This abnormally chilly weekend has inadvertently reminded me that with summer's end also comes the end to my garden's growing season.
I know we probably still have a good month left before our rows of vegetables start to die off and the pots of herbs can no longer withstand the elements, but this morning's temperature reading on the Allen-Bradley Clock Tower, a surprising 58 degrees, was enough to get me thinking about how to handle my end-of-season harvest.
Some herbs, like sage, rosemary and oregano can actually survive the winter inside ... if my cats' curiosity doesn't get the better of them. Others, like thyme and cilantro, are perennial and will likely wilt when they are ready to hibernate and resurface vibrant as ever next May (or June, as has been the pattern the past couple of years).
And then there's my favorite herb, the mighty and versatile basil. I have seven hearty plants going and can find culinary excuses to pluck from each of them on a regular basis. That's the beauty part of this plant; the more you pick at it, the more it grows.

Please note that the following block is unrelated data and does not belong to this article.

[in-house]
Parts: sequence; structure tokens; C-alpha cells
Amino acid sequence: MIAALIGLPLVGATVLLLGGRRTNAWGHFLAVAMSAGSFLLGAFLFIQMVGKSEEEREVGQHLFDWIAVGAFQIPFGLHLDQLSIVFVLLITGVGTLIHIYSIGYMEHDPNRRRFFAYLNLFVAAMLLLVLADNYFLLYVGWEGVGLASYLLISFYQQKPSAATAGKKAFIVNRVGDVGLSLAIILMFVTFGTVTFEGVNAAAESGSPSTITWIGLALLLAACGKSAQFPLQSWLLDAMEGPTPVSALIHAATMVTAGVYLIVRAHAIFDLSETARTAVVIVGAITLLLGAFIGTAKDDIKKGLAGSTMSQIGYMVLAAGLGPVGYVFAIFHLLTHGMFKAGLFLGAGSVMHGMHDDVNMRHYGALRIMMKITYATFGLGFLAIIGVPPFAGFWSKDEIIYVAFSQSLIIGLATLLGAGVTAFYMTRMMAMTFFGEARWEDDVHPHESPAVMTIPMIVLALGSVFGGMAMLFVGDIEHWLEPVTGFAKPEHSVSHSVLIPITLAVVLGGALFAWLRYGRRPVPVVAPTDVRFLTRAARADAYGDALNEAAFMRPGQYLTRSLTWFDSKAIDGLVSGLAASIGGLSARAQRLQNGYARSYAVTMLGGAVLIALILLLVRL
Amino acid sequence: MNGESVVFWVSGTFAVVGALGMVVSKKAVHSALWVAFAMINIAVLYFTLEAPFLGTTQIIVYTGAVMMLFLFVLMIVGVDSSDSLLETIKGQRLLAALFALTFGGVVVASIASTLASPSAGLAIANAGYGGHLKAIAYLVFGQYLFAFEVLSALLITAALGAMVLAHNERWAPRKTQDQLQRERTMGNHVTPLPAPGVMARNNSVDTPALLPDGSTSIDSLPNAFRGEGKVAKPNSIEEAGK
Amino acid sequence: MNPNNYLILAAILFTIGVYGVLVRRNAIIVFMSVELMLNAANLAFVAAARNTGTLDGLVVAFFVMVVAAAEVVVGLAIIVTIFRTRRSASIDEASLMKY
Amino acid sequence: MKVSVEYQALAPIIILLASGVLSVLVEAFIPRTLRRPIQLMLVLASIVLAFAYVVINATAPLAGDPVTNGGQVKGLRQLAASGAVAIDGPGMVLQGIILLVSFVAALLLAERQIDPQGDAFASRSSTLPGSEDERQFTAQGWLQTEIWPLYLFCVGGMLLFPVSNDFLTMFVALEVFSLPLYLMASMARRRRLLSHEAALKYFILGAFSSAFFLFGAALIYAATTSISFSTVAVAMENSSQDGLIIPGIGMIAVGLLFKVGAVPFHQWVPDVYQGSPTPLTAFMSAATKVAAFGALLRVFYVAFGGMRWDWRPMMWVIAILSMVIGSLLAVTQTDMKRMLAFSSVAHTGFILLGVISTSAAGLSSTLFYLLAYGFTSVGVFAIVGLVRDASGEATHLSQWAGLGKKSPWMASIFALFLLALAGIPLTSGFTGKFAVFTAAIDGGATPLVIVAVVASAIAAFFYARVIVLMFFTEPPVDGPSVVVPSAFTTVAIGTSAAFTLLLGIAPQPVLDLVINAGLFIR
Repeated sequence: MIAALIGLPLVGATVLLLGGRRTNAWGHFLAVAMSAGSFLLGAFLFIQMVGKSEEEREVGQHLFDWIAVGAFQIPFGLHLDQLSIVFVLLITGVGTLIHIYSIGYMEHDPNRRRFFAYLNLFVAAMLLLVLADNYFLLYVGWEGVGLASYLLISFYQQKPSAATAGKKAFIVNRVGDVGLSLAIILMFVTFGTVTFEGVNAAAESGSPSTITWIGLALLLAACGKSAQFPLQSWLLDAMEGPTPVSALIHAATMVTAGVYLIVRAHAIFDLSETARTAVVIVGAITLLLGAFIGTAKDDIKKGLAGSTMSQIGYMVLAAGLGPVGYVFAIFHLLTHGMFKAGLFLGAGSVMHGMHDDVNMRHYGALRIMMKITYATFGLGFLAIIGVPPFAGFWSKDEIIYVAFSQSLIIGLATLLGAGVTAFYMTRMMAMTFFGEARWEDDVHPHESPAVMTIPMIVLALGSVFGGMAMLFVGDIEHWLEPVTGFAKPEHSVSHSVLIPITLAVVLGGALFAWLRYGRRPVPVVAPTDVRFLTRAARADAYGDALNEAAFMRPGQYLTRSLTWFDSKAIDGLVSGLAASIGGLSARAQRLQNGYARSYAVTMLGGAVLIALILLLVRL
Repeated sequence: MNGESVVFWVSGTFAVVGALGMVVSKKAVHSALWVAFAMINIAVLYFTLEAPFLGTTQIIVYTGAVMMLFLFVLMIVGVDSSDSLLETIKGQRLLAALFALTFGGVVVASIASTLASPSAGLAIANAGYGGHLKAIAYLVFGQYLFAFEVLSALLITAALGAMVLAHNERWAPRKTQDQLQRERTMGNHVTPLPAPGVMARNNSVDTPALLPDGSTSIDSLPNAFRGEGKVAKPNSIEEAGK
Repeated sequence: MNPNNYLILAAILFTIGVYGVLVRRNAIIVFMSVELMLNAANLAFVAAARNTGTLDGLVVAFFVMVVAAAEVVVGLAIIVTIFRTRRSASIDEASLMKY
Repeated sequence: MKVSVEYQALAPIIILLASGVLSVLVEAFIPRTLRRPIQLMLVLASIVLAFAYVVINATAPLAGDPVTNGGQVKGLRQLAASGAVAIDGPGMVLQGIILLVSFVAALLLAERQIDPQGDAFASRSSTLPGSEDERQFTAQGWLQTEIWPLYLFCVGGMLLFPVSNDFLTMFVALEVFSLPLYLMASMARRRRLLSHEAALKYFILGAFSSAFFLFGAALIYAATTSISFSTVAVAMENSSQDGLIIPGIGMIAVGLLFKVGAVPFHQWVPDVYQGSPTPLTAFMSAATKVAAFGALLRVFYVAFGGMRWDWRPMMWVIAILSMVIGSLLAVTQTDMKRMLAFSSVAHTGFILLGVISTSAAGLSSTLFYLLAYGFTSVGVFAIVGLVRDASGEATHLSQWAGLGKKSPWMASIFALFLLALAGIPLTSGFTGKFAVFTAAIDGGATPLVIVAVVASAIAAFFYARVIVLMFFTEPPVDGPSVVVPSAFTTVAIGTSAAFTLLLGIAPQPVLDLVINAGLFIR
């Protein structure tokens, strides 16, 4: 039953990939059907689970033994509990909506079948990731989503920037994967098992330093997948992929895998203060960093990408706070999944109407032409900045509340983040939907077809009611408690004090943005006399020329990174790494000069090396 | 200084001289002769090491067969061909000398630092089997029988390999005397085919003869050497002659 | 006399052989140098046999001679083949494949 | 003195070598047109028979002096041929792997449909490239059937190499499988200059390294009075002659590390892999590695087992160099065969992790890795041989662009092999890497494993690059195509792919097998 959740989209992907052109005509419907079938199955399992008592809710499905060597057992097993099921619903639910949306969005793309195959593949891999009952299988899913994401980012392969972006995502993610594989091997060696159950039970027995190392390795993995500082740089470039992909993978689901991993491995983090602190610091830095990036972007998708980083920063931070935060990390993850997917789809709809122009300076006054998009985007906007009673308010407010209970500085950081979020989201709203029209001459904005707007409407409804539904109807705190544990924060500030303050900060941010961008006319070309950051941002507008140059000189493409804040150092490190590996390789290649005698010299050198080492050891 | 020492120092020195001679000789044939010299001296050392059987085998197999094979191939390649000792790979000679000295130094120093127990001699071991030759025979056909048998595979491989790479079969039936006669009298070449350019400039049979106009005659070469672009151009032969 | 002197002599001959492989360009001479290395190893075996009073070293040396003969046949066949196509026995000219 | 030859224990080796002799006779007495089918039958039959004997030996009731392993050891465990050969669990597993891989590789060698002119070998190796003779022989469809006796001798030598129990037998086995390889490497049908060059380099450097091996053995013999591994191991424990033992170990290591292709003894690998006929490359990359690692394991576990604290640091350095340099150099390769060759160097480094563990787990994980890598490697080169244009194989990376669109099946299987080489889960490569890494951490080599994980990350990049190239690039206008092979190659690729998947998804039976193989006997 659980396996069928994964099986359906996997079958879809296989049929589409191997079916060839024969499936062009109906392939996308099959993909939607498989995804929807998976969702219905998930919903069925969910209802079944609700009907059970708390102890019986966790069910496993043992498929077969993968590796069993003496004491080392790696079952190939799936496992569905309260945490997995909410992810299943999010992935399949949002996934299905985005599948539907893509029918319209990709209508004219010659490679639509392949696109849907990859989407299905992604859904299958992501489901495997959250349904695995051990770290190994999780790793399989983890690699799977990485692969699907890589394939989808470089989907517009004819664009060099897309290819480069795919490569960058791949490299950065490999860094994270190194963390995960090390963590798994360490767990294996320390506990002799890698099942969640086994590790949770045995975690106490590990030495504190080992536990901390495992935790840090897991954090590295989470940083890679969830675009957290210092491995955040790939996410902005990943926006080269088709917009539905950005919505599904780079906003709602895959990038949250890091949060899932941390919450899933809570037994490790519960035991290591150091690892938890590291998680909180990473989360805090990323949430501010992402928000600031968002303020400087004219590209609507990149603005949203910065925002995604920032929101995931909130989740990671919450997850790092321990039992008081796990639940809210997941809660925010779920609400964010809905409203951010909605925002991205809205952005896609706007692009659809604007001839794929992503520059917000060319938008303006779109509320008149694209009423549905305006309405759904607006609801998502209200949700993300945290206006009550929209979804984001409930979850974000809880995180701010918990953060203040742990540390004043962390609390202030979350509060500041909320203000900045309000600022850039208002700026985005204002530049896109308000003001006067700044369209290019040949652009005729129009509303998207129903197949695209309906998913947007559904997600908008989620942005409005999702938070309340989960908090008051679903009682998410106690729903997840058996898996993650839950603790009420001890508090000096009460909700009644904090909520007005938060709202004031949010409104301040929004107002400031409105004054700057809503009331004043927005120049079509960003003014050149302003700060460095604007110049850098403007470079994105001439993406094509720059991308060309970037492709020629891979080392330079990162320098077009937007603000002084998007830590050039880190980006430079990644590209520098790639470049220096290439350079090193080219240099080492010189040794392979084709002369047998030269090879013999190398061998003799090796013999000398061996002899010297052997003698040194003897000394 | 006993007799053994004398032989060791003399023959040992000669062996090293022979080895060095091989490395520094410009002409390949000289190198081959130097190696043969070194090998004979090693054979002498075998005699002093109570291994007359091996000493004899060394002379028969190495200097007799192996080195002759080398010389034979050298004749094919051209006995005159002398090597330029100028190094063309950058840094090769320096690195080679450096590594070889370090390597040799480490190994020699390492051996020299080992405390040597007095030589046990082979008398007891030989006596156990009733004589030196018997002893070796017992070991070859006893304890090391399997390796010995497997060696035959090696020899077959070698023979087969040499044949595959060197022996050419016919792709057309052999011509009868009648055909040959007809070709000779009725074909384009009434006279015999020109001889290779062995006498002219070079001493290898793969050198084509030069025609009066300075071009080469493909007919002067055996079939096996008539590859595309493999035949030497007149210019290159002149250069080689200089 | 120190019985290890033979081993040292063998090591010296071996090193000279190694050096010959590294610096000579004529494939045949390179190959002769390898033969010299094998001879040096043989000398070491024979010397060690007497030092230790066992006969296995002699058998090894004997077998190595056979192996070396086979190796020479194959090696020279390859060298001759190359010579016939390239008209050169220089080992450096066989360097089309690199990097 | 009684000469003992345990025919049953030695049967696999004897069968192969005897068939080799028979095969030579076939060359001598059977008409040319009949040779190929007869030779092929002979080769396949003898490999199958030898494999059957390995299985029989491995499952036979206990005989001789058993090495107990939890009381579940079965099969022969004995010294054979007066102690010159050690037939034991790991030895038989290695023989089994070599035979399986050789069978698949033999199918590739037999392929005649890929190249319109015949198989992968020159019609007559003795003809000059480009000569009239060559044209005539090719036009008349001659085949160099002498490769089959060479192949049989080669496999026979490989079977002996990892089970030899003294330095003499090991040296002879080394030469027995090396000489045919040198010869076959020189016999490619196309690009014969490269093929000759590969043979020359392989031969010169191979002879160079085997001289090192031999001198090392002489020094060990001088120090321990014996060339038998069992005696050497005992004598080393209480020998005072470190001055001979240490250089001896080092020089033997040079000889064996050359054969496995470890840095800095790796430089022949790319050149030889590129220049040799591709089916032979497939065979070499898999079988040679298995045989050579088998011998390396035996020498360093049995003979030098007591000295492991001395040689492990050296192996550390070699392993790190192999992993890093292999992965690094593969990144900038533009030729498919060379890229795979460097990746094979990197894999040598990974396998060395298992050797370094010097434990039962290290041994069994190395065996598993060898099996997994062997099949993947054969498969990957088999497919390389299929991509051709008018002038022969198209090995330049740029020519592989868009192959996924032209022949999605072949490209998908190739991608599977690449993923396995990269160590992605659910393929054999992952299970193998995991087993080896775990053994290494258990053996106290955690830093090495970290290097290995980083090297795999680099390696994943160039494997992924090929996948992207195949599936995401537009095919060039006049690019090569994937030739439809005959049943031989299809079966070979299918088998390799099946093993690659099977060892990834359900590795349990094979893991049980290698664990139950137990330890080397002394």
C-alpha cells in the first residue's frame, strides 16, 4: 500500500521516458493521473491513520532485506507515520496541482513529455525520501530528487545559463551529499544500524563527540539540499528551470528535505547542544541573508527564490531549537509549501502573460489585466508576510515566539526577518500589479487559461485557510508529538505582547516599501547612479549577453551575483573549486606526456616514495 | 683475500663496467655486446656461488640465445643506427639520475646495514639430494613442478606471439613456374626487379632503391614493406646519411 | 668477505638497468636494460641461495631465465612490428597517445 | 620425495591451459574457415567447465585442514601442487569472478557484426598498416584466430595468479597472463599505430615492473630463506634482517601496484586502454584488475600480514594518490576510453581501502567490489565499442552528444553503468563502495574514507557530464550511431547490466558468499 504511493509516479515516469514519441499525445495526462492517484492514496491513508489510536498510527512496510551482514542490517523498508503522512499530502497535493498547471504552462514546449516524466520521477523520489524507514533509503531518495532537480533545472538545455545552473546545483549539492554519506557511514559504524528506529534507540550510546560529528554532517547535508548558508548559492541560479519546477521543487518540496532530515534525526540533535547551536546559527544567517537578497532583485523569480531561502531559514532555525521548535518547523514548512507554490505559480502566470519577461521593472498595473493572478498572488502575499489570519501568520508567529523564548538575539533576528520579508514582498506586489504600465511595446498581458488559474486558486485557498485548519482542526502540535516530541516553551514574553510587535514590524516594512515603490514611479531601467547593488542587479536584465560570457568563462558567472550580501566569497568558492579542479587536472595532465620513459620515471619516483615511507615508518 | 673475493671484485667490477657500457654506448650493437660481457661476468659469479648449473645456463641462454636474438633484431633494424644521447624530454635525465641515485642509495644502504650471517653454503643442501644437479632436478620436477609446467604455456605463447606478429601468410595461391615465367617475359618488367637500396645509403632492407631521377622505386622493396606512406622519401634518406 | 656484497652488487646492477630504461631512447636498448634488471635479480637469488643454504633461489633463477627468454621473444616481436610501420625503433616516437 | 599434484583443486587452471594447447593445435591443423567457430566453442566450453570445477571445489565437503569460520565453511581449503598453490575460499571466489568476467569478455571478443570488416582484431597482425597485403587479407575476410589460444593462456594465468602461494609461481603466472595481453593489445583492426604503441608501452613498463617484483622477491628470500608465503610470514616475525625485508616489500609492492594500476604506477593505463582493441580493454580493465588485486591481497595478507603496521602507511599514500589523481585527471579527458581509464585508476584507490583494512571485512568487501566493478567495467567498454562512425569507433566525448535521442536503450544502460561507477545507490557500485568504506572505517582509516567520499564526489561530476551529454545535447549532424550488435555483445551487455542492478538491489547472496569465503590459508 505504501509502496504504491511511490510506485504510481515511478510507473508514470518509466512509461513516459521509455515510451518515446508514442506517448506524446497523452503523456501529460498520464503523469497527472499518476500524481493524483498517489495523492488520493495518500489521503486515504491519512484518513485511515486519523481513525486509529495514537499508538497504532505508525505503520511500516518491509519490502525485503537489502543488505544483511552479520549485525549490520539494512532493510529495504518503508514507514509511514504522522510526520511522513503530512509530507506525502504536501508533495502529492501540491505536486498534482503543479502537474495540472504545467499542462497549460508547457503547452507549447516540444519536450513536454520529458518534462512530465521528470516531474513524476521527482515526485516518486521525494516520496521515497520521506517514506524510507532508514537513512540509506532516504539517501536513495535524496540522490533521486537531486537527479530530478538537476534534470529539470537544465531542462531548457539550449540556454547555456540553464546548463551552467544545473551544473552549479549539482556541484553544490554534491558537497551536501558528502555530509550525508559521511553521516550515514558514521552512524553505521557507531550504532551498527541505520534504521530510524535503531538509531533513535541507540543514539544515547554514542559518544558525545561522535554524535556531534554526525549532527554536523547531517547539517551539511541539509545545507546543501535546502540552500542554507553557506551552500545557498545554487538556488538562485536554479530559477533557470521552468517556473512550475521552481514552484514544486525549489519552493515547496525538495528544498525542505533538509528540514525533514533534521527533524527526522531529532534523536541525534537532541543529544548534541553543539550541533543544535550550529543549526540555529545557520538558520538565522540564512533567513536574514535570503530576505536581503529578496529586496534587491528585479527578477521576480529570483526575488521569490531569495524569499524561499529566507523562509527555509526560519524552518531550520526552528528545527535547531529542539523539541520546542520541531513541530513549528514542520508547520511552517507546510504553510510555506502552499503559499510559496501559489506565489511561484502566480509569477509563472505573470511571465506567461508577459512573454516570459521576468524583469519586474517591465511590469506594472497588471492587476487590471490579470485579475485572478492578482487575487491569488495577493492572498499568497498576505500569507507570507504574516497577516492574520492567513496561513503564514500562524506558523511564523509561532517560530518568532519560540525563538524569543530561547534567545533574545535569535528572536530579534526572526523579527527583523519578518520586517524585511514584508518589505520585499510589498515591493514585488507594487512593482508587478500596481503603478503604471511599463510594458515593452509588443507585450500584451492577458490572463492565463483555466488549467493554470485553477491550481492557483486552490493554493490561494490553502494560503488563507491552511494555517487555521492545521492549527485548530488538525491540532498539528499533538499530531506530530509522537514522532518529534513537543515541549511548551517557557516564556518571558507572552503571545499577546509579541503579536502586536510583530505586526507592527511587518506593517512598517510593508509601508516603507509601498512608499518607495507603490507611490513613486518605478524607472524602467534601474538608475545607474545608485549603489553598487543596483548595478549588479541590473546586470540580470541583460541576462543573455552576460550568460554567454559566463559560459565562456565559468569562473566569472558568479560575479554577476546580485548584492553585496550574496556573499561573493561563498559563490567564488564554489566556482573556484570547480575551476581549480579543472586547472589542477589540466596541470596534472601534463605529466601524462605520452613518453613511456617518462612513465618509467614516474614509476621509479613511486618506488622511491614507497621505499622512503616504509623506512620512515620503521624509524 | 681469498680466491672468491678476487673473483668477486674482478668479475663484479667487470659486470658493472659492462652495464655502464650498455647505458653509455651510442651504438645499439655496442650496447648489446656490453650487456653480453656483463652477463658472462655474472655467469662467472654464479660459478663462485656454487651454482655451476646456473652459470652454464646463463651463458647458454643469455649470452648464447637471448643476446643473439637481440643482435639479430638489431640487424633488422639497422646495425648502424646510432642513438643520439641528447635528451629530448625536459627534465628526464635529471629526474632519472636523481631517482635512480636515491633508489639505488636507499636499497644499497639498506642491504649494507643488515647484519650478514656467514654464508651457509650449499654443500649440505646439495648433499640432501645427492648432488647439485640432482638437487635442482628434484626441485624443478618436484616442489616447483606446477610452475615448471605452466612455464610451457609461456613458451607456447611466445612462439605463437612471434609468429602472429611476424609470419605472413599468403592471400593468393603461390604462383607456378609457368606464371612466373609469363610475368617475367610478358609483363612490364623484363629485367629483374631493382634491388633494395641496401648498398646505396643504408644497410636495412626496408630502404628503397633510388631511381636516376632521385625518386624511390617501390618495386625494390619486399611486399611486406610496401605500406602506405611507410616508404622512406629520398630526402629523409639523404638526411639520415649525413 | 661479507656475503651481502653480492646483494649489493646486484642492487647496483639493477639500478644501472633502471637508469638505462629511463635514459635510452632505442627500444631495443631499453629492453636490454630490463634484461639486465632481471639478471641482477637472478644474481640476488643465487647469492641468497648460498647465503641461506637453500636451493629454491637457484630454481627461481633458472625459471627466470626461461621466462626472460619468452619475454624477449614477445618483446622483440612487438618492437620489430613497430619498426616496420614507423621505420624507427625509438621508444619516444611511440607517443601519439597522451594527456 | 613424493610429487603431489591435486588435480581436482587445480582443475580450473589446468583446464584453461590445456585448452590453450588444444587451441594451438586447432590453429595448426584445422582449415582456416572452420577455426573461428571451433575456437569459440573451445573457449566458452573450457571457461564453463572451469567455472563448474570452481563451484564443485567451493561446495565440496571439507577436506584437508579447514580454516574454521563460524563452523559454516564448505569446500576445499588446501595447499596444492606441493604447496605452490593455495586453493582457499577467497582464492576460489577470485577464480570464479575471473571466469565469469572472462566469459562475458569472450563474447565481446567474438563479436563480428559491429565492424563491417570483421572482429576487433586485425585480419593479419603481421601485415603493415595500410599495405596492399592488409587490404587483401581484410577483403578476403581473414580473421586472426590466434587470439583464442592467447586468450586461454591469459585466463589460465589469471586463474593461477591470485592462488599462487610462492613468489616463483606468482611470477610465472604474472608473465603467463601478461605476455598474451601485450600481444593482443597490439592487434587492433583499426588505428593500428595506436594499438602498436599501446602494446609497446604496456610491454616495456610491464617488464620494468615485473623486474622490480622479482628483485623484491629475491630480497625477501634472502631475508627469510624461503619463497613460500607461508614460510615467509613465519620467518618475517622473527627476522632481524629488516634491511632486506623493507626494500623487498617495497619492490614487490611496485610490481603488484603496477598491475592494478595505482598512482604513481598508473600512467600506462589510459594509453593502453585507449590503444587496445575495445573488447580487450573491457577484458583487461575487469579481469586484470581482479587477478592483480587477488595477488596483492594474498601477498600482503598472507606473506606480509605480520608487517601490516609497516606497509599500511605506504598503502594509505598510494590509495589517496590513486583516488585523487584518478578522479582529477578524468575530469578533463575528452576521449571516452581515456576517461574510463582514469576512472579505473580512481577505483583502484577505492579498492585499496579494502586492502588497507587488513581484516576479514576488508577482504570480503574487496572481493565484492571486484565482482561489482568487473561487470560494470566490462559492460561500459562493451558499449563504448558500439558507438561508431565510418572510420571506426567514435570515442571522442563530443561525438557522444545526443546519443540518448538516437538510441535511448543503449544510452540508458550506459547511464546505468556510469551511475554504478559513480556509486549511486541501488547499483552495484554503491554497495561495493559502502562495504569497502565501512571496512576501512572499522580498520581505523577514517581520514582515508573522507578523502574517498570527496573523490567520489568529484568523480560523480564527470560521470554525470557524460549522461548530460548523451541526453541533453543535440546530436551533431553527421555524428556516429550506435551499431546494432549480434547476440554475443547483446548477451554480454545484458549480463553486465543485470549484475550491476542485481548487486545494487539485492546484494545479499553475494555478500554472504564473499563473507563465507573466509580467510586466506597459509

But, there's only so much I can do with the yield before it can't stand the shorter days and cooler nights. I've tried keeping basil alive indoors until the following summer, but again, my pets are way too fascinated with its fresh aroma and taste to leave it alone. I can't say I blame them.
So, this year I'm going to attempt freezing my fresh basil for the first time. I've Googled around looking for various techniques and I think I've settled on this one.
It seems simple enough. But does anyone have another way of doing it, or other scathingly brilliant ideas for making our precious basil last us until the weather warms again?